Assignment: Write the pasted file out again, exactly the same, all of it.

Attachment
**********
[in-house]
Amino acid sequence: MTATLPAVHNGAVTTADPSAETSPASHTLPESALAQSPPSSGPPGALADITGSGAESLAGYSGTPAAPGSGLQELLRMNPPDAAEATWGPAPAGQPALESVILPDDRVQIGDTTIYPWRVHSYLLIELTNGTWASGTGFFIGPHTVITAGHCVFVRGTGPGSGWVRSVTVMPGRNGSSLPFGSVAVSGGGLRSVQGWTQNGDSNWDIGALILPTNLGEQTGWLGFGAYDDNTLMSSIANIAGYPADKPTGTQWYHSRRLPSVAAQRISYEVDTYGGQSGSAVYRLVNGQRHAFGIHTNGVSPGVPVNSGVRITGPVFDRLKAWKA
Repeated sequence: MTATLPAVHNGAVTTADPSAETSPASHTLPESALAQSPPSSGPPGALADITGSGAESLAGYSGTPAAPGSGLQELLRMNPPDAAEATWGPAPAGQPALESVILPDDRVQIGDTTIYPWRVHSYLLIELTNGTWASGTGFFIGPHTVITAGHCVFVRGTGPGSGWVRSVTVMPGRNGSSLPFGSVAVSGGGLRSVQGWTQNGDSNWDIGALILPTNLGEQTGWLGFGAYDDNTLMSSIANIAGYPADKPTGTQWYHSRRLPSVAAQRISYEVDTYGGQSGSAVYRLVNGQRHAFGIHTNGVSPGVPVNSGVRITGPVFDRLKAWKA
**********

[in-house]
Amino acid sequence: MTATLPAVHNGAVTTADPSAETSPASHTLPESALAQSPPSSGPPGALADITGSGAESLAGYSGTPAAPGSGLQELLRMNPPDAAEATWGPAPAGQPALESVILPDDRVQIGDTTIYPWRVHSYLLIELTNGTWASGTGFFIGPHTVITAGHCVFVRGTGPGSGWVRSVTVMPGRNGSSLPFGSVAVSGGGLRSVQGWTQNGDSNWDIGALILPTNLGEQTGWLGFGAYDDNTLMSSIANIAGYPADKPTGTQWYHSRRLPSVAAQRISYEVDTYGGQSGSAVYRLVNGQRHAFGIHTNGVSPGVPVNSGVRITGPVFDRLKAWKA
Repeated sequence: MTATLPAVHNGAVTTADPSAETSPASHTLPESALAQSPPSSGPPGALADITGSGAESLAGYSGTPAAPGSGLQELLRMNPPDAAEATWGPAPAGQPALESVILPDDRVQIGDTTIYPWRVHSYLLIELTNGTWASGTGFFIGPHTVITAGHCVFVRGTGPGSGWVRSVTVMPGRNGSSLPFGSVAVSGGGLRSVQGWTQNGDSNWDIGALILPTNLGEQTGWLGFGAYDDNTLMSSIANIAGYPADKPTGTQWYHSRRLPSVAAQRISYEVDTYGGQSGSAVYRLVNGQRHAFGIHTNGVSPGVPVNSGVRITGPVFDRLKAWKA